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September 11, 2017
Children–defined as under 18 years of age—make up approximately 24 percent of the total U.S. population and are projected to remain a stable percentage through 2050, with increasing racial and ethnic diversity.
By 2050, Hispanic children will represent the largest ethnic group among children, with approximate ethnic composition projected to be 39 percent Hispanic; 36 percent White, Non-Hispanic; 15 percent Black; 13 percent Non-Hispanic Black; and 6 percent Asian. Addressing the nutritional needs of this racial and ethnically diverse consumer group is a key consideration for the food and beverage industry to help promote health and wellbeing.
Balanced nutrition during the early stages of life is critical for healthy growth and development. Adequate maternal nutrition during pregnancy and throughout lactation has shown to have a significant impact on infant nutritional status, growth, risk of infections, brain and cognitive development, and long-term health.
Adequate nutrition is essential for normal physical growth as well as cognitive development. Compared with the growth of the rest of the body, the brain develops and matures rapidly, making early childhood nutrition critical. A nutritious diet can support proper cognitive function, optimize learning and improve academic performance.
Many nutrients have been shown to have a positive impact on cognition and behavior, including long-chain polyunsaturated fatty acids (PUFA [n-3 fatty acids]), vitamins (folate, vitamins B12, B6, D, choline, etc.), and minerals (iron, zinc, iodine, etc.), antioxidants (vitamins E, C, etc.).
The 2015-2020 Dietary Guidelines for Americans (DGA) indicate most children tend to have suboptimal intakes of dietary fiber, calcium, potassium and vitamin D. About 3 percent of 8- to 18-year-olds indicate they never eat meat, poultry and fish/seafood; and about one-third of these children also report not eating dairy and eggs, which can contribute to nutrient inadequacies.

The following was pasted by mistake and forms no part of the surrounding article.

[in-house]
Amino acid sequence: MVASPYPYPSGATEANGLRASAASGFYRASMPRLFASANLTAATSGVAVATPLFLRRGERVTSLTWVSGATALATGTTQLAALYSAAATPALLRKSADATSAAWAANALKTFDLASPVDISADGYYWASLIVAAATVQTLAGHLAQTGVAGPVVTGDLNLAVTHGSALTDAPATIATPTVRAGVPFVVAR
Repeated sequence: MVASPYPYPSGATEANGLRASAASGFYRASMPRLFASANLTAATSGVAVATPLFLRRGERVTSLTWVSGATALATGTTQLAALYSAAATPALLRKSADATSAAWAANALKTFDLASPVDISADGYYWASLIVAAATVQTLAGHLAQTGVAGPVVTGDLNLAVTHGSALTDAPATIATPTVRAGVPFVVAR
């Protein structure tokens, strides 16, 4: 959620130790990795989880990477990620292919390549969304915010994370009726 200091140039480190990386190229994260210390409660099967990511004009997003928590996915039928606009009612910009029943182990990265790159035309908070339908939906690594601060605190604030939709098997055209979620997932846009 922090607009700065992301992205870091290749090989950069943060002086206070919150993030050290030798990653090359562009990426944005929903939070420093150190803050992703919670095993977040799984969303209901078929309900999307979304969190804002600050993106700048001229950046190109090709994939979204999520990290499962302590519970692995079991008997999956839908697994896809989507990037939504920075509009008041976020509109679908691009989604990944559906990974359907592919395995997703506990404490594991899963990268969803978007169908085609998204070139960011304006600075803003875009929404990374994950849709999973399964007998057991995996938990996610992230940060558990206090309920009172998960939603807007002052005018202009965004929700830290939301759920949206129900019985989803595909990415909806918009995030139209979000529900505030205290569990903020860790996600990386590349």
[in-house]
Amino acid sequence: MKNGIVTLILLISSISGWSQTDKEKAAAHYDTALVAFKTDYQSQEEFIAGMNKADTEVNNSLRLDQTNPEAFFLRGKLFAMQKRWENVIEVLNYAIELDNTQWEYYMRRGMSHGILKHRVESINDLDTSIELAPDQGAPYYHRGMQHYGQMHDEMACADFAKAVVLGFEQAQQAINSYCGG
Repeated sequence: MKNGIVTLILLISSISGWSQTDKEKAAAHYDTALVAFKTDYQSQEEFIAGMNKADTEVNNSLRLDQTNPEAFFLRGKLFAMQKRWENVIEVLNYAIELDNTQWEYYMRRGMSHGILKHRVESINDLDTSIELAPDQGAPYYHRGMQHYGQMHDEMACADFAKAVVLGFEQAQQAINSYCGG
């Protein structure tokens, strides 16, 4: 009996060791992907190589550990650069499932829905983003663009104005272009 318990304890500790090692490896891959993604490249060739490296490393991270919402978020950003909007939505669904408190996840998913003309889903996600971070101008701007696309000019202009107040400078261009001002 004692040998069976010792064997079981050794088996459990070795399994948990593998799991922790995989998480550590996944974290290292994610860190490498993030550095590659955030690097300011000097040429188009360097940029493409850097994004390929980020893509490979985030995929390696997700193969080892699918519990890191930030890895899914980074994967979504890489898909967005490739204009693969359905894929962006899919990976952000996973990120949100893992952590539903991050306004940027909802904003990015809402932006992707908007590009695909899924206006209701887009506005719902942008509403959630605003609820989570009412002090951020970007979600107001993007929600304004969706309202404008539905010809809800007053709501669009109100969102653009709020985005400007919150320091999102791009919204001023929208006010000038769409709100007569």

Parents, caregivers, peers, socioeconomic status, culture and other environmental factors can all influence a child’s eating behaviors. It is essential to provide nutrient-dense food and beverage products that meet the growth and development needs of children and address nutrient gaps in their diets. Food companies can mitigate these key areas of concern by developing solutions to reduce added sugars, increase high-quality proteins, include healthy fats, and address common nutrient deficiencies to improve the diets of children and support their long-term health.
For an in-depth look at opportunities in children’s nutrition, be sure to check out INSIDER’s Marketing to Generation Influencers Digital Magazine.
Learn more about current research and factors affecting children’s nutrition and the opportunities they present for new product development from Satya Jonnalagadda during the Children’s Nutrition: The Next Gen panel on Wednesday, Sept. 27 at 2:00 p.m. at SupplySide West in Las Vegas.
Satya Jonnalagadda, Ph.D., MBA, R.D., is the director of global nutrition at Kerry, where she is responsible for leading the company’s internal and external nutrition strategy and positioning. Jonnalagadda also heads the Kerry Health and Nutrition Institute, which translates the science and policy of nutrition into actionable intelligence for the food and beverage industry. Her areas of expertise are in clinical nutrition and sports nutrition. Jonnalagadda is an active member of several scientific organizations, such as the Academy of Nutrition and Dietetics, American Association of Cereal Chemists International, American Society for Nutrition, and American Society for Parenteral and Enteral Nutrition.
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